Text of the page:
Now as realistic as it is for their marriage to have their speed bumps, the hijinx filler ends up being a little formulaic and by-the-numbers for my liking. As any viewer of this franchise knows, each movie has at least one scene of nudity and one scene of anxiety-filled chaos. We get this via another thrown-in character, Kara, the girl next door whom Jim used to babysit. Basically, she gets drunk at a beach party Jim accidently shows up at and tries to take advantage of him on the ride home. She eventually passes out, and Jim recruits Finch, Oz and Stifler (they really hate giving Kevin screen time in this movie) to help him get the now topless Kara back inside her house. There are parts that are funny (Stifler's snarky asides) and those that aren't (Kara's mom dancing on Oz), but now you just feel bad for Jim. This isn't the naive kid who stuck his penis in a pie. This is a fairly mature husband and father who is trying to work on his marriage and, instead, gets thrust into a terrible situation. Everything obviously ends up OK but it kind of ruined my reunion buzz for a little bit.
And then we have Stifler, a character that I would argue has grown leaps and bounds less because of his character and more because the actor playing him can deliver comedic lines like nobody's business. Back in the first movie, he was a side character a la Fonzie in the first Happy Days season; by the third movie, he became one of the main characters.
And this is where I'm torn. In the third movie, the character has an emotional arc. He becomes a (slightly) better guy, wins over Michelle's sister and is in the wedding (just take a look at the movie poster). Now, the guys seem to want to avoid him, which I found a little weird at first. Of course, the points have been made to me that a) the Stifler character seems to be stuck in a constant state of immaturity that keeps him from moving ahead as a person/employee/character, b) the four friends probably rarely get the opportunity to just hang out with a group and don't want him to drive the experience to the extreme and c) it sets all of them up for the end when they realize they like and even need him in a way ("You're our dick.").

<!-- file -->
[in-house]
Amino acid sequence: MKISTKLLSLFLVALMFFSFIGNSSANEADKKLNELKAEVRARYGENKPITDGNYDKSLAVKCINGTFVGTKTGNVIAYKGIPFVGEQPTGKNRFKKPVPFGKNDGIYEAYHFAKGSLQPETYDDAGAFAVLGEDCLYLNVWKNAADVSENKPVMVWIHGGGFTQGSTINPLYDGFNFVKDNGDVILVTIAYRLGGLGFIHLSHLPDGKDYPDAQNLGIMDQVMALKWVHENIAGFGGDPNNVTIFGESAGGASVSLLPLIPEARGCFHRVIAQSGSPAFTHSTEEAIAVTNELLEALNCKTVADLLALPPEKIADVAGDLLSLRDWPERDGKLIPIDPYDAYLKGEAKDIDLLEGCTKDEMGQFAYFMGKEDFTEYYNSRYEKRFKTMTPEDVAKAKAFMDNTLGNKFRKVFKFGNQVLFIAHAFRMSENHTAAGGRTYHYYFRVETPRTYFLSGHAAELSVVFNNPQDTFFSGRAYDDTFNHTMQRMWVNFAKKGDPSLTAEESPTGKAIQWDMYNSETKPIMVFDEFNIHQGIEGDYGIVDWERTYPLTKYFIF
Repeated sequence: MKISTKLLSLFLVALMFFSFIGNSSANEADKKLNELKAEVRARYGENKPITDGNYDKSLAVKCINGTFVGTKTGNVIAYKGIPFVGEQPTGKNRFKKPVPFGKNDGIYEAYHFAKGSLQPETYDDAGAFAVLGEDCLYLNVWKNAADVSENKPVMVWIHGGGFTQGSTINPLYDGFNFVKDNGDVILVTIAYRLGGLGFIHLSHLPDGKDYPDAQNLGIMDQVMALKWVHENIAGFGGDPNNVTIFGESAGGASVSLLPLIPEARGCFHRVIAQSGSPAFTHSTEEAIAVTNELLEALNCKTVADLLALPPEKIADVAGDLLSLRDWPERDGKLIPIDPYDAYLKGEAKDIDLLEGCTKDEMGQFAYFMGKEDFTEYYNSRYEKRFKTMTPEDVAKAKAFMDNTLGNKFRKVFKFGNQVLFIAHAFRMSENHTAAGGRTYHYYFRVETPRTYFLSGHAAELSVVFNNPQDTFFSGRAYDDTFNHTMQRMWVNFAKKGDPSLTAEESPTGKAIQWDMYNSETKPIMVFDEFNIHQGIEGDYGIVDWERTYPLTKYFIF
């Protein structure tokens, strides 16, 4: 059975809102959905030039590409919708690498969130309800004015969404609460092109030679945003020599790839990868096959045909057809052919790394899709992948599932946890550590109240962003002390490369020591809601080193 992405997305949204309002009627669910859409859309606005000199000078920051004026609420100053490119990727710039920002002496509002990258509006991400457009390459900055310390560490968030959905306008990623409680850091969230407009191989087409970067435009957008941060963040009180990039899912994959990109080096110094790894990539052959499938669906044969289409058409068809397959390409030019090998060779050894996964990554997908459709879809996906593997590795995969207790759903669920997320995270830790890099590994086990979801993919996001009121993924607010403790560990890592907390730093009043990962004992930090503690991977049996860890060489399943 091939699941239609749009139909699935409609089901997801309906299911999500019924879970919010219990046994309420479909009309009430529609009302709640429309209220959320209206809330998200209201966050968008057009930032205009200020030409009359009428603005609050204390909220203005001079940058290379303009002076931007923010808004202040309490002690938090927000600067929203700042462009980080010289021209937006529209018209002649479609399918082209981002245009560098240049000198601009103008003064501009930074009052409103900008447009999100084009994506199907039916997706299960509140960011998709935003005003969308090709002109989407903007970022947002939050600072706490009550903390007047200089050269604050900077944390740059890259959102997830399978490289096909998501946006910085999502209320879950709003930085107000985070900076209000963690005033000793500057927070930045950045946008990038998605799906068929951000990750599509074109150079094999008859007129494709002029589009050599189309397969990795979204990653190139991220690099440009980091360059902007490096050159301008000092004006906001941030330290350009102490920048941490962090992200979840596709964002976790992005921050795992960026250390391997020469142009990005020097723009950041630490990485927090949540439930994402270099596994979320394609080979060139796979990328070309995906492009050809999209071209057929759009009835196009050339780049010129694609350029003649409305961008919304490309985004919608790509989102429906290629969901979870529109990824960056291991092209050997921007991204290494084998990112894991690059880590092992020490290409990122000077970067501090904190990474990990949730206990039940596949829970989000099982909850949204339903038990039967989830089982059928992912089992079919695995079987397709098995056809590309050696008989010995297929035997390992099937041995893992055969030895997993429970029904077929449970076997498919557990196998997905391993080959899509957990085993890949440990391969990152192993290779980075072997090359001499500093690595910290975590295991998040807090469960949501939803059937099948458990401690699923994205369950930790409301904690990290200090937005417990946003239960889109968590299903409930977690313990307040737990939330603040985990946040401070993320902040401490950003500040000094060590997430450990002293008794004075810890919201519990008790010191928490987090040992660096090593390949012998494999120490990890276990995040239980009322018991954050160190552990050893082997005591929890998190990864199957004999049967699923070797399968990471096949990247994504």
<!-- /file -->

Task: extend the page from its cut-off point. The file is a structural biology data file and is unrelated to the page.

One way or another, though, Seann William Scott knows how to chew scenery and chew it well, but in a way that is enjoyable and appropriate for the movie. And, if nothing else, the Stifler character inherently brings with him the proclivity for unecessary (read: necessary) high-stakes situations, such as destroying the speedboats of Kara's boyfriend and his friends (and pooping in their beer cooler) simply because "They splashed us!" With the other characters seemingly more mature, it's good to have Stifler to balance it out.